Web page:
Neurological Associates

Pain Management Center

Vero Beach, Florida

H. Hooshmand, M. D.

DIPLOMATE AMERICAN BOARD OF PSYCHIATRY AND NEUROLOGY

BOARD CERTIFIED IN ELECTROENCEPHOLOGRAPHY

BOARD CERTIFIED IN ELECTROMYOGRAPHY  

BOARD CERTIFIED IN AMERICAN BOARD OF ELECTODIAGNOSTIC MEDICINE

INTRACTABLE NEUROLOGY

EPILEPSY, PAIN, MS

An International Referral Center dedicated to Treatment, Education and Research

 

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RSD PUZZLE #20
Unexplained Temperature Changes



"I have had RSD for the past 6 years. In the past 1 year, I have been suffering from bouts of fever and skin rash. They don't necessarily happen in the same time. Every time I have a menstrual period, my temperature jumps to 100 to 101. At other times, in the absence of any kind of infection, my temperature jumps up to 104 to 105. The blood cultures have been negative and antibiotics do not help. The high temperature lasts one to two days and then it clears up".

Attacks of fever are not unusual in late stage (stages III and IV) of RSD. One of the major functions of the sympathetic system has been influencing and stimulating the immune system.

Years of inflammation of soft tissues due to RSD result in disturbance of function of the immune system. As a result the patient may develop a precipitous drop in platelet cell count, a rise in the white blood cell count, bouts of low or high-grade fever.

Whereas in the first few years the RSD patients have less tendency to suffer from viral infections and upper respiratory tract infections due to contamination from the other members of the family, in stages III and IV of RSD, the reverse is true. The late stage RSD patients are more likely to develop viral or upper respiratory tract infections.

The phenomenon of "aseptic fever" due to the disturbance of the immune system in absence of any type of infection is nothing but the disturbance of the function of the immune system and the manifestation of inflammation secondary to RSD. Such bouts of fever usually subside with effective treatment for RSD such as administration of infusion pump.

In the late stages of RSD, the sympathetic ganglion nerve blocks usually are not effective but the treatment with oral or skin patch alpha blockers can help control the bouts of aseptic fever.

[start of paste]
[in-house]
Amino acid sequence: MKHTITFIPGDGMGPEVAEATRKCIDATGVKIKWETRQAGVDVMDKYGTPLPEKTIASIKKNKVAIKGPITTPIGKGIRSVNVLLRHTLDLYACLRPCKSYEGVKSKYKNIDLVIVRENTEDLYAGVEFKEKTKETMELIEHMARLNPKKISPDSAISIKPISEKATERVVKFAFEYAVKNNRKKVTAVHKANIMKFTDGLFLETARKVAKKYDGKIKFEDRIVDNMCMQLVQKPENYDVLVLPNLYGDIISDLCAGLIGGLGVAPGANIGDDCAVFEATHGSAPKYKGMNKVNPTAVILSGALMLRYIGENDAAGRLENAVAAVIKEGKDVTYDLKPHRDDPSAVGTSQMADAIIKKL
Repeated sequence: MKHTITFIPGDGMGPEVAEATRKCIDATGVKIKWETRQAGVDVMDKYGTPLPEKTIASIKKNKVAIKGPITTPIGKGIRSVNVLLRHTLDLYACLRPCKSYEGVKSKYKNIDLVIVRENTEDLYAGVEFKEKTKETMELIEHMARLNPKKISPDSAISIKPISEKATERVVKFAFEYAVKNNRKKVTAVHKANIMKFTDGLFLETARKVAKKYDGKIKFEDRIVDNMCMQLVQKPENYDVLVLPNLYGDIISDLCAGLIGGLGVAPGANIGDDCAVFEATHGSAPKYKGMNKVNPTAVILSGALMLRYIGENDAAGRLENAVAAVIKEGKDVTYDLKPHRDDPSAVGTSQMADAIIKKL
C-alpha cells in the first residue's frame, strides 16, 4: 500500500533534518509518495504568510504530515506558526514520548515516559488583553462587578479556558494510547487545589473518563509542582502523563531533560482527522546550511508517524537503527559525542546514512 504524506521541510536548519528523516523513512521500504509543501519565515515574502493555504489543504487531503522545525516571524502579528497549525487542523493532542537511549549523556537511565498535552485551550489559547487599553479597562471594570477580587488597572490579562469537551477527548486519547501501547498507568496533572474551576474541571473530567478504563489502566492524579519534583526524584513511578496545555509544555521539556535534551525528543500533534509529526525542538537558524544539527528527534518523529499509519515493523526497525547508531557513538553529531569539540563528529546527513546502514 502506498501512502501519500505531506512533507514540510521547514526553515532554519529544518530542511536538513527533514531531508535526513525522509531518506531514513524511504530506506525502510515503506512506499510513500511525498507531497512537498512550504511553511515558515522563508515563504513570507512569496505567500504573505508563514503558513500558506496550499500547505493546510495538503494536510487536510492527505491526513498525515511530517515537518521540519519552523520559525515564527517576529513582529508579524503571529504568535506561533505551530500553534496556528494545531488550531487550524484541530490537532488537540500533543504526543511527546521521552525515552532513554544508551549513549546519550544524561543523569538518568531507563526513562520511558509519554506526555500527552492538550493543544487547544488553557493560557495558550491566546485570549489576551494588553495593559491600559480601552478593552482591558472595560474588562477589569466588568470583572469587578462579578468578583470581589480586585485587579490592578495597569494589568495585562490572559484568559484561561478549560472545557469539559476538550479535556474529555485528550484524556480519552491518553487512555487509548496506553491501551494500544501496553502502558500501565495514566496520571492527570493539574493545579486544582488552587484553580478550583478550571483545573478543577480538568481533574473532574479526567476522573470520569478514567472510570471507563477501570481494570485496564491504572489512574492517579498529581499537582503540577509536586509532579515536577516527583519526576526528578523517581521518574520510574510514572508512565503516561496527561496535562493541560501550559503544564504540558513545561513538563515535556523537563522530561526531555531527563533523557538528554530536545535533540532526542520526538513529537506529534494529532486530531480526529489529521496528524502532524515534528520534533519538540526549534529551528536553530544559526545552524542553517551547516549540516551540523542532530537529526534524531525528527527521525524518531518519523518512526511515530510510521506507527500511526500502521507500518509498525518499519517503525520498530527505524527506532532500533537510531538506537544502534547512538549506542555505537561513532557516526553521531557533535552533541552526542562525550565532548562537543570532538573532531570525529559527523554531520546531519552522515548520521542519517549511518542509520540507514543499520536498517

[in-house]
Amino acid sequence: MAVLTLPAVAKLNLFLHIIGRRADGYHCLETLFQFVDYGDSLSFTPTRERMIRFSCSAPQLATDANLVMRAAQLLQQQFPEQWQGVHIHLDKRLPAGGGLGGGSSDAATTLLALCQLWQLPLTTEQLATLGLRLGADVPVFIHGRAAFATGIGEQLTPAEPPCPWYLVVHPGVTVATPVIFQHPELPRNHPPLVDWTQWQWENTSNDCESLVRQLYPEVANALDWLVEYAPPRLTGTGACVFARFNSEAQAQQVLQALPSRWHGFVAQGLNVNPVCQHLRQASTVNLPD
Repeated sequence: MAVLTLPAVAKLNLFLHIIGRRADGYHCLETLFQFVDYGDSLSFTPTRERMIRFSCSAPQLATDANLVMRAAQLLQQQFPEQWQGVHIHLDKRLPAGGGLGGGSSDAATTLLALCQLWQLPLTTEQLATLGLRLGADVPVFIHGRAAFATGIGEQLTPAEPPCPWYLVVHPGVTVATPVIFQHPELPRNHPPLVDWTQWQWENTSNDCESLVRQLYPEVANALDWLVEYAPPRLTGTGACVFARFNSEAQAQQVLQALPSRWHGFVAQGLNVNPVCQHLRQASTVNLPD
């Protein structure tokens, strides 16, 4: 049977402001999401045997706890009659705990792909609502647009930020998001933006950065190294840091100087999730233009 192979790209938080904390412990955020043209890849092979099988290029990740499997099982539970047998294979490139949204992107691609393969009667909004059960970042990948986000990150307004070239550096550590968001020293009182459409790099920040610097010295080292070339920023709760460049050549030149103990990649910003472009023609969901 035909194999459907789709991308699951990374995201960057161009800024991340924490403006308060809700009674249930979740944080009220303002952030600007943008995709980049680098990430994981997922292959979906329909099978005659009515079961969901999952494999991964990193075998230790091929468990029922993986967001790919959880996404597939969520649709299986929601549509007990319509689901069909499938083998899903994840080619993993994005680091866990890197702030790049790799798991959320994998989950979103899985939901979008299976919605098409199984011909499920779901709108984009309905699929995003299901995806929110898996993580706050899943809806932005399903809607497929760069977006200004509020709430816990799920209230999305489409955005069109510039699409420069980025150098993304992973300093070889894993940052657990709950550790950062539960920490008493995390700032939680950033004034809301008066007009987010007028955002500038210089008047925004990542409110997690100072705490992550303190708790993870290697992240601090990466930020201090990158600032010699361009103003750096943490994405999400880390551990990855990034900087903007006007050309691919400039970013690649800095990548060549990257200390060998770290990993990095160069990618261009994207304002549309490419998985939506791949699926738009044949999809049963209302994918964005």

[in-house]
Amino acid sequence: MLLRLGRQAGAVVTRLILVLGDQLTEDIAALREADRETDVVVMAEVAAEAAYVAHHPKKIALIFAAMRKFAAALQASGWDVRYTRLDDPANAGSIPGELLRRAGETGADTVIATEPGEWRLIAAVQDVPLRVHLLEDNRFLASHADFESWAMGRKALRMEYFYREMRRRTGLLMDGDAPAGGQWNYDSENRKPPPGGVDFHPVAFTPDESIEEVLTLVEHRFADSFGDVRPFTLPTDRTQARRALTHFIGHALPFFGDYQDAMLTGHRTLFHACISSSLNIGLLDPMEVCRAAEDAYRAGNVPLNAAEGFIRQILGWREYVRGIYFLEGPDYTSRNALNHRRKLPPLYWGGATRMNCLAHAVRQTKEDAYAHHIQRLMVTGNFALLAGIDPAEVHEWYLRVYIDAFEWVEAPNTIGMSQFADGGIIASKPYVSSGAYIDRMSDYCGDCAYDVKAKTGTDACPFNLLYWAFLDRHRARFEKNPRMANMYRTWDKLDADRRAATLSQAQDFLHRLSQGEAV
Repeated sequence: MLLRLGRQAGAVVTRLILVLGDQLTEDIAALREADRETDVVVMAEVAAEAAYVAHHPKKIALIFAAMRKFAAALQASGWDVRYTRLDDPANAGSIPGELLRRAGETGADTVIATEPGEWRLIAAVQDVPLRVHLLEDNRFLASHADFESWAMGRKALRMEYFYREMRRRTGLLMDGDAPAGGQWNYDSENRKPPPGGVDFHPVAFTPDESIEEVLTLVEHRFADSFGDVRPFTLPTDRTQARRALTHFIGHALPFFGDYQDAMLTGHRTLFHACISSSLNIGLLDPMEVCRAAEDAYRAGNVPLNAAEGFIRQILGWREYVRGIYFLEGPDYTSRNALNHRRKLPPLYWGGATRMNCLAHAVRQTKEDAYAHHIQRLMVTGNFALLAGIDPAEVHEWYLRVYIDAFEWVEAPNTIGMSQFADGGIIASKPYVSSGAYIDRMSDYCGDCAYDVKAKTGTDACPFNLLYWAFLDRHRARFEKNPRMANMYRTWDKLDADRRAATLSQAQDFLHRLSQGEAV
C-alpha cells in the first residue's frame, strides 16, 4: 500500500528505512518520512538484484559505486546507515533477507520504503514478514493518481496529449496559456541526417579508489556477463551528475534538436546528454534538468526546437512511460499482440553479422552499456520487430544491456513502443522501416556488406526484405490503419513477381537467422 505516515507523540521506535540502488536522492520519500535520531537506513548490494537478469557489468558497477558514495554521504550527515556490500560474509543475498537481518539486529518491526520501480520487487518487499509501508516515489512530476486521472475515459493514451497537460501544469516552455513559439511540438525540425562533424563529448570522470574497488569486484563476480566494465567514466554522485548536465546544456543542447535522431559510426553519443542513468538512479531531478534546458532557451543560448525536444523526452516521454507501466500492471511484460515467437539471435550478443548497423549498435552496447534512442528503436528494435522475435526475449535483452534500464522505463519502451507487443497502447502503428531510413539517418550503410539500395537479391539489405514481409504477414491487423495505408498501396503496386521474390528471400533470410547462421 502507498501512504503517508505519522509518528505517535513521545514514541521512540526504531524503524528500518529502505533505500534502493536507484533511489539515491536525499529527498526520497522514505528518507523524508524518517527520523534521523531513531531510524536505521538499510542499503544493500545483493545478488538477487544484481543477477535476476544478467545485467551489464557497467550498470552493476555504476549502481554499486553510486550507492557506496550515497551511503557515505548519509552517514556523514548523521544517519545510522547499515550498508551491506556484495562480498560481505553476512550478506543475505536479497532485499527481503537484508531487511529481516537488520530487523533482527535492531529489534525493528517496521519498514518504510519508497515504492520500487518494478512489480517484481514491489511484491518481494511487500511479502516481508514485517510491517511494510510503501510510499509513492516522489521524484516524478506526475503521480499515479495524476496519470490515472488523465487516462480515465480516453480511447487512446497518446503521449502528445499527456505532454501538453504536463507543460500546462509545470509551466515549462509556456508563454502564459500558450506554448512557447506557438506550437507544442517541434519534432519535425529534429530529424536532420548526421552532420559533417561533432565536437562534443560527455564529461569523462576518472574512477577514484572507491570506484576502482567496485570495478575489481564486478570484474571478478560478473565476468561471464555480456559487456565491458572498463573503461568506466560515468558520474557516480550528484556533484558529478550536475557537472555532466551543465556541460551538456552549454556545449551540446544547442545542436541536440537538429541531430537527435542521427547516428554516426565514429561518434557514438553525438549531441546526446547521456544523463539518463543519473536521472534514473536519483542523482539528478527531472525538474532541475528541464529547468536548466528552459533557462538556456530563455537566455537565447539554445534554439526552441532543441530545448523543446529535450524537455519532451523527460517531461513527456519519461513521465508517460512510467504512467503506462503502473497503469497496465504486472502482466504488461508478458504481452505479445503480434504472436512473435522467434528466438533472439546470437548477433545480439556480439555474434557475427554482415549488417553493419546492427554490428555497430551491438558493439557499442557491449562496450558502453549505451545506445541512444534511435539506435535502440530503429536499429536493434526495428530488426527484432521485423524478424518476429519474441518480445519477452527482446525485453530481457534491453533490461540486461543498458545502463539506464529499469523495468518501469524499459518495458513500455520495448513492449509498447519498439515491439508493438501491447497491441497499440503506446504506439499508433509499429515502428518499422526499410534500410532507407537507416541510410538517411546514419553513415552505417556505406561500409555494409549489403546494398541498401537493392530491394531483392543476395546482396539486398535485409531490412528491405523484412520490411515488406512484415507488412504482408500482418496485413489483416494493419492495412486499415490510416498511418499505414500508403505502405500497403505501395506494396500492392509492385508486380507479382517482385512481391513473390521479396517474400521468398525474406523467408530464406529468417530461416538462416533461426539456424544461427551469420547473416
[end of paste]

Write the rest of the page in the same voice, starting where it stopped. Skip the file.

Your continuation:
H. Hooshmand, M.D.

 

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Copyright 1997-2014 H. Hooshmand, M.D. No part of this publication may be reproduced, transmitted, stored in a retrieval system other than this specific media, transcribed, or translated into any language without the expressed written permission from the author; H. Hooshmand, M.D. and Eric Phillips and CMNE. This material is for informational and education purposes. It is not meant to take the place of your physician. Before starting, changing, or stopping any treatments or medicines consult your physician.


Send e-mail to Eric Phillips: utopia33@prodigy.net  with questions or comments about this media and content.

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The material on the Neurological Associates Pain Management Center Homepage and all it's associated, linked or reference pages is for informational and education purposes. It is not meant to take the place of your physician. Before starting, changing, or stopping any treatments or medicines consult your physician. H. Hooshmand, M.D., Neurological Associates Pain Management Center and Associates will not be held liable for any damage or loss as a result of information provided on this page or associated documentation. Again, this WEB SITE is simply published as an information source and should not be used to treat or make judgments on RSD/CRPS. All associated material on this web site may not be copied, reproduced or quoted without expressed written permission from the owner; Copyright 1999-2014 H. Hooshmand, M.D.

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Web Site designed and maintained by:

Eric M. Phillips; E-mail: utopia33@prodigy.net

This page was last updated on 3/11/2000.
                  
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